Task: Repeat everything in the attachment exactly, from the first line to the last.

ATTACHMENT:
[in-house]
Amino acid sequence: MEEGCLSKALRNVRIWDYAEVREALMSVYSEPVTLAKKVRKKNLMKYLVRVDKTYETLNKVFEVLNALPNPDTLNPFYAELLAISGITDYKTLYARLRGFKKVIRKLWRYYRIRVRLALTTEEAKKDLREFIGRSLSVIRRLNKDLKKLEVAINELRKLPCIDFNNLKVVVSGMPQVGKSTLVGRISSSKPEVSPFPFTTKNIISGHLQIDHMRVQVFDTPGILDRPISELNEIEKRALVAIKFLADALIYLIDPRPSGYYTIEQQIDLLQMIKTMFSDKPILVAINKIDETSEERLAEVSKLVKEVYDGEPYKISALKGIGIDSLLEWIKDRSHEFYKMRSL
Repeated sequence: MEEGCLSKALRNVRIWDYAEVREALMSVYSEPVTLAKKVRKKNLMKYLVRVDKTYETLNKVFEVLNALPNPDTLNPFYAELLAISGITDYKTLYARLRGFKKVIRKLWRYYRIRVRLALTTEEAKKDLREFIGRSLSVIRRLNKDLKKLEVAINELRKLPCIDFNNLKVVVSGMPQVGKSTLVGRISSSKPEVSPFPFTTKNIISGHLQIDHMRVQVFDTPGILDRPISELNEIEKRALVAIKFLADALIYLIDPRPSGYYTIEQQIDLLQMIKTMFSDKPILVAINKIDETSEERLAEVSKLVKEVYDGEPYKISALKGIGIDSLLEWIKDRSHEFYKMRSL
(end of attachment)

[in-house]
Amino acid sequence: MEEGCLSKALRNVRIWDYAEVREALMSVYSEPVTLAKKVRKKNLMKYLVRVDKTYETLNKVFEVLNALPNPDTLNPFYAELLAISGITDYKTLYARLRGFKKVIRKLWRYYRIRVRLALTTEEAKKDLREFIGRSLSVIRRLNKDLKKLEVAINELRKLPCIDFNNLKVVVSGMPQVGKSTLVGRISSSKPEVSPFPFTTKNIISGHLQIDHMRVQVFDTPGILDRPISELNEIEKRALVAIKFLADALIYLIDPRPSGYYTIEQQIDLLQMIKTMFSDKPILVAINKIDETSEERLAEVSKLVKEVYDGEPYKISALKGIGIDSLLEWIKDRSHEFYKMRSL
Repeated sequence: MEEGCLSKALRNVRIWDYAEVREALMSVYSEPVTLAKKVRKKNLMKYLVRVDKTYETLNKVFEVLNALPNPDTLNPFYAELLAISGITDYKTLYARLRGFKKVIRKLWRYYRIRVRLALTTEEAKKDLREFIGRSLSVIRRLNKDLKKLEVAINELRKLPCIDFNNLKVVVSGMPQVGKSTLVGRISSSKPEVSPFPFTTKNIISGHLQIDHMRVQVFDTPGILDRPISELNEIEKRALVAIKFLADALIYLIDPRPSGYYTIEQQIDLLQMIKTMFSDKPILVAINKIDETSEERLAEVSKLVKEVYDGEPYKISALKGIGIDSLLEWIKDRSHEFYKMRSL